The bottom two curves show us global cases and deaths on the log scale. We look at the data this way because we want to tell the difference between exponential and linear growth. When the curves rise on the log scale, that’s exponential growth. Flat sections indicate a transition to linear growth. Everyone is talking about a “second wave” in the fall. Based on this graph, I would say there is partial evidence that on a global scale, we are in the second wave now, having seen a plateau in cases and deaths in early March. More importantly, the trend in both the blue and orange is for continued non-linear growth if not acceleration in the pandemic in the last 2 weeks. Bottom Line: There is no evidence here that the global pandemic is weakening.
Scientists at Mount Sinai in New York show that COVID-19 patients treated with blood thinners had better survival adjusting for other factors. This was not a randomized clinical trial but strengthens the case for using established treatments to improve outcomes in very sick patients (Journal of the Am College of Cardiology)
48 hours after pledging to have a vaccine by the end of the year, President Trump backpedals (Politico)
FDA revised its policy regarding antibody testing, now requires companies to seek Emergency Use Authorizations (EUAs) including submitting validation data (FDA website)
SARS-CoV-2 found to have infected at least one person in France in December, a month earlier than first official case (Intl. J Antimicrobial Agents)
Anyone who thinks this is just like the flu hasn’t seen this graph! I continue to hear people justify their resistance to social distancing measures by comparing COVID-19 to seasonal flu. A couple of weeks ago, I posted a graph comparing the U.S. COVID-19 death toll to other major mass casualty events in history. Below is an update of that graph. A month ago (April 5) the U.S. had reported just over 9,500 deaths. As of Tuesday, 55,000 deaths were added in that month. That is nearly as many as all American deaths during the 20 years of the Vietnam war. The U.S. has now eclipsed 65,000 deaths in a period of just over two months (if Puerto Rico and Guam are included). To put this in perspective (see graph below), as of yesterday, more Americans have died of COVID-19 than died from Ebola, SARS, The Las Vegas shootings, the Gulf war (Operations Desert Shield & Desert Storm), Hurricanes Andrew and Katrina, average deaths from the flu in March and April, H1N1 Swine flu and the Korean War. Combined. Bottom line: This is not the usual flu.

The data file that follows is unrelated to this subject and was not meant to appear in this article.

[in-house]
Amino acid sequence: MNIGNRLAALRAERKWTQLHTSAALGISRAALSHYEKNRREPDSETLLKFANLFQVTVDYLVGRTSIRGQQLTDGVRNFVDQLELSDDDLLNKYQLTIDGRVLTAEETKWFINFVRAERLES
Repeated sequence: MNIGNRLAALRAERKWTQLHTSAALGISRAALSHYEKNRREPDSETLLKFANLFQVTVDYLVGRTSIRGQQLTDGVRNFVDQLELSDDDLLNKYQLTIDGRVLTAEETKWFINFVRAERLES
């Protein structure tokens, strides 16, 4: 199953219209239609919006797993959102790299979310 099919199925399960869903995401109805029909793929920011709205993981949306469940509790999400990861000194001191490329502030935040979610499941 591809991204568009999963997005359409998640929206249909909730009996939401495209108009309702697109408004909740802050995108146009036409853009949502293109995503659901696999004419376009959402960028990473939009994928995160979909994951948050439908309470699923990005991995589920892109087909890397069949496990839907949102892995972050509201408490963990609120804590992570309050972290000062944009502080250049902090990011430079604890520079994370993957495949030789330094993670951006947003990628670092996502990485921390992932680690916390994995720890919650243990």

U.S. records fourth highest death toll on Tuesday Yesterday, 2,435 Americans were reported to have died of a confirmed COVID-19 case, the fourth highest daily total thus far, an increase of 4%. U.S. deaths rose by 24% in the last week. Yesterday, 7 states met or exceeded the highest daily death toll including Arizona (87), Utah (6), Iowa (19), Illinois (176), Mississippi (32), Maryland (74), and Pennsylvania (554). Pennsylvania had a particularly sharp increase. The PA department of public health posted this in their press release: “As a result of our continued work to reconcile data from various sources, the state is reporting an increase of 554 new deaths today bringing the statewide total to 3,012 deaths in Pennsylvania. These deaths have occurred over the past two weeks.” Several of the states that set record deaths are nevertheless moving towards reopening including Pennsylvania. The lower figure shows rate of change in deaths over the last week. Seven states saw deaths near or above 50% last week. Midwest hot spots continue in Iowa, Montana and South Dakota. To that, additional states with high growth rates emerged in the south (Arkansas, South Carolina and Virginia). According to the CDC, 35 U.S. states plus Guam are reporting widespread community transmission. That this means? Weekend lag in reporting continues as deaths spiked on Tuesday. Hopes that the worst is over appear to be premature as the U.S. remains just below 2,000 daily deaths. The 7-day moving average is flat over the last week. This is especially troubling given that we have not yet confronted the effect of states that reopen due to the lag between increased behavioral mixing, infections, illness and deaths. Those effects won’t be seen for another 2-3 weeks.